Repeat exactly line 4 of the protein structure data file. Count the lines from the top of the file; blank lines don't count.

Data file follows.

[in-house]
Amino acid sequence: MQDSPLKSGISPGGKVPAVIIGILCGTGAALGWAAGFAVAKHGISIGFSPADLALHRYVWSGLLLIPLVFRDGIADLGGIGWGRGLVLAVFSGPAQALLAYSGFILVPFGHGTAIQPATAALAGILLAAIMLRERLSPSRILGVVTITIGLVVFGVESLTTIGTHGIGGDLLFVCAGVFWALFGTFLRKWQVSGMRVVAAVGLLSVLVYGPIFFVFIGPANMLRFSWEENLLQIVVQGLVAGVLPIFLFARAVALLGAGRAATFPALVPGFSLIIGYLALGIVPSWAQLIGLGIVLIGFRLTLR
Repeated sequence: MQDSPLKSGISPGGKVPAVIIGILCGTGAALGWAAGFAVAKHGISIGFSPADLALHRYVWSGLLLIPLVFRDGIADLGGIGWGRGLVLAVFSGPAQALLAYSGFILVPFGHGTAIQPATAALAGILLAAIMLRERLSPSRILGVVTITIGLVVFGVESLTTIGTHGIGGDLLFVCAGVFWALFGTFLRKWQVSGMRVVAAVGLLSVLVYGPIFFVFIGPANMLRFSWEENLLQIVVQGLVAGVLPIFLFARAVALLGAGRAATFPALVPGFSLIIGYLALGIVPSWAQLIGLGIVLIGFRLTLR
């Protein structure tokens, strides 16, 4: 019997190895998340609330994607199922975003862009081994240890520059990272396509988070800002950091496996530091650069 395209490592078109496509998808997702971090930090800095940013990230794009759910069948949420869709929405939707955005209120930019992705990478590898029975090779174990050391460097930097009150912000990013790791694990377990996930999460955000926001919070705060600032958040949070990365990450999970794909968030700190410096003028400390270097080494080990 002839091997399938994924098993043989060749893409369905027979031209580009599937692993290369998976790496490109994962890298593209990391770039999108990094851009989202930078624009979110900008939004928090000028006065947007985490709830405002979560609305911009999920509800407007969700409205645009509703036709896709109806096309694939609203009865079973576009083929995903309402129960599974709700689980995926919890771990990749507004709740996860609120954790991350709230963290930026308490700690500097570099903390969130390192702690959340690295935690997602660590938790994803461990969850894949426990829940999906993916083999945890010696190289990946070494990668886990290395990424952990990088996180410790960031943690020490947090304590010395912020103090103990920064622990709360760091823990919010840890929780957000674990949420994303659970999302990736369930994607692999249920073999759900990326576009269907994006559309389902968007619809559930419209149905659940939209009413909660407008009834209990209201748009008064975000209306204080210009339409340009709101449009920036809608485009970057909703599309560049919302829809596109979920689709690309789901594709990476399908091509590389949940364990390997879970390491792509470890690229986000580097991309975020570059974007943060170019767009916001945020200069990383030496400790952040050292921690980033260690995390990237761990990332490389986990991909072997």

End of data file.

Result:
């Protein structure tokens, strides 16, 4: 019997190895998340609330994607199922975003862009081994240890520059990272396509988070800002950091496996530091650069 395209490592078109496509998808997702971090930090800095940013990230794009759910069948949420869709929405939707955005209120930019992705990478590898029975090779174990050391460097930097009150912000990013790791694990377990996930999460955000926001919070705060600032958040949070990365990450999970794909968030700190410096003028400390270097080494080990 002839091997399938994924098993043989060749893409369905027979031209580009599937692993290369998976790496490109994962890298593209990391770039999108990094851009989202930078624009979110900008939004928090000028006065947007985490709830405002979560609305911009999920509800407007969700409205645009509703036709896709109806096309694939609203009865079973576009083929995903309402129960599974709700689980995926919890771990990749507004709740996860609120954790991350709230963290930026308490700690500097570099903390969130390192702690959340690295935690997602660590938790994803461990969850894949426990829940999906993916083999945890010696190289990946070494990668886990290395990424952990990088996180410790960031943690020490947090304590010395912020103090103990920064622990709360760091823990919010840890929780957000674990949420994303659970999302990736369930994607692999249920073999759900990326576009269907994006559309389902968007619809559930419209149905659940939209009413909660407008009834209990209201748009008064975000209306204080210009339409340009709101449009920036809608485009970057909703599309560049919302829809596109979920689709690309789901594709990476399908091509590389949940364990390997879970390491792509470890690229986000580097991309975020570059974007943060170019767009916001945020200069990383030496400790952040050292921690980033260690995390990237761990990332490389986990991909072997």